The following sections are provided only as introductory information. For more information about using NetStorage, see the OES 2 SP3: NetStorage Administration Guide.
The inherent value of NetStorage lies in its ability to connect users with various servers and file systems. Some connections are created automatically depending on the OES platform where NetStorage is installed. Other connections must be created by the network administrator.
In summary, NetStorage provides automatic access to:
NSS volumes on the same server that use the default mount point (/media/nss)
User Home directories that are specified in eDirectory on NCP or NSS volumes.
Drive mapping locations in login scripts of the user logging in (if the NCP Server for Linux is running on the server)
To provide access to file systems not listed above, you must create Storage Location objects in eDirectory. For instructions on creating Storage Locations, see OES 2 SP3: NetStorage Administration Guide.
If you plan to use SSH storage locations, be aware that by default any users who are enabled for Samba cannot access data stored at the SSH locations. Additional steps are required to grant simultaneous access to Samba and SSH. For more information, see Section 12.4, SSH Services on OES 2.
Because NetStorage provides access to other file storage systems, the users and groups that access the other systems through NetStorage must be created and granted file and directory access on those systems.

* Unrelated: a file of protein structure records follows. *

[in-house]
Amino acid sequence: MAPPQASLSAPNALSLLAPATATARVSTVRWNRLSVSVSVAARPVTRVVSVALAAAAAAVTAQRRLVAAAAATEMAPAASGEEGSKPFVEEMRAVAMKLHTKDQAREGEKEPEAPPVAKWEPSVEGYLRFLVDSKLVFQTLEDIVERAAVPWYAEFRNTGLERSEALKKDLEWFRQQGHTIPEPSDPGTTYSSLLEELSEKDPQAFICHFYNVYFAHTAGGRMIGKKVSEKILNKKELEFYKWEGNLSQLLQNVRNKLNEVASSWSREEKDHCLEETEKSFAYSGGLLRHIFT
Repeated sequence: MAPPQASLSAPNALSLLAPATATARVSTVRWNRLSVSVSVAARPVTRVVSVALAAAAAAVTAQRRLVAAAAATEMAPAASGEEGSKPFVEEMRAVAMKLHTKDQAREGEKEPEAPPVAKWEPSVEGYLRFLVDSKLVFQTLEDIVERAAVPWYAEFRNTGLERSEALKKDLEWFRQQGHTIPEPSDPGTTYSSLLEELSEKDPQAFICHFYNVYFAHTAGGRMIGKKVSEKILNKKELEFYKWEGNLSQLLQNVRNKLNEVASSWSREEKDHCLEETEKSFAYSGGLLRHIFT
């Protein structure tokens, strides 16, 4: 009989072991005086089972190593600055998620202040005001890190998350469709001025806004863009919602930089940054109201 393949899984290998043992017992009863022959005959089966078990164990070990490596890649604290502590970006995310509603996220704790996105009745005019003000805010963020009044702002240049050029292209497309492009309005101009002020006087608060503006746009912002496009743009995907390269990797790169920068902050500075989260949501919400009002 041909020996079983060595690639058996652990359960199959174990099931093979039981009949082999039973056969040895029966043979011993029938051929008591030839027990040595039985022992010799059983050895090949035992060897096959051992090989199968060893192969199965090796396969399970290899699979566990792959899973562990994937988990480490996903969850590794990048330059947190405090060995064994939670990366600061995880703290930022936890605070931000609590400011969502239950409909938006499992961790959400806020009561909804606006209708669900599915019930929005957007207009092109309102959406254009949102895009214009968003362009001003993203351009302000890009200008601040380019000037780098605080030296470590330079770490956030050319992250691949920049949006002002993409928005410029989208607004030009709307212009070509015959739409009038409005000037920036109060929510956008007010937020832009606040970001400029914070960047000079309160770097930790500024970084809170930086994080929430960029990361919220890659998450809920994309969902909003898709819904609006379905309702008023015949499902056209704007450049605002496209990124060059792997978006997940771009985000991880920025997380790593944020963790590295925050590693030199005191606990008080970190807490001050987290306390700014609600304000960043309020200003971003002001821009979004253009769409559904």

eDirectory users must exist in the eDirectory tree where the OES server resides and have access rights to the files and directories on the OES server.
Windows users must exist on the Windows systems and have the required access rights to the files and directories on those systems.
If your users will access Samba files on an OES 2 server, they must be enabled for LUM and Samba access on the OES 2 server. For more information, see Services in OES 2 That Require LUM-Enabled Access.
IMPORTANT:The usernames and passwords used to authenticate to the NetStorage (OES) server through eDirectory must match the usernames and passwords defined on the target systems.
The OES installation establishes a primary authentication domain for NetStorage. To access any storage location, users must exist somewhere in this primary domain. When it receives an authentication request, NetStorage searches for the username in the context you specified during OES installation and in all its subcontexts.
Authentication to other file systems is often controlled by other authentication domains. For example, you might create a storage location on the OES 2 server that points to a legacy NetWare server that resides in a different eDirectory tree. To access this storage location, users must authenticate to the other tree.
This means that you must specify an additional context in the NetStorage configuration as a non-primary authentication domain.
When defining a non-primary authentication domain, you must
Ensure that the username and password in the non-primary domain matches the username and password in the primary domain.
Specify the exact context where User objects reside. NetStorage doesn’t search the subcontexts of non-primary authentication domains.
By default, users must reauthenticate each time they access NetStorage in a browser. This is true even if another browser window is open and authenticated on the same workstation.
The reason for this is that persistent cookies are not enabled by default.
Your NetStorage installation can change as your network changes and evolves by providing access to new or consolidated storage locations. For information about the kinds of tasks you can perform to keep your NetStorage implementation current, see the OES 2 SP3: NetStorage Administration Guide.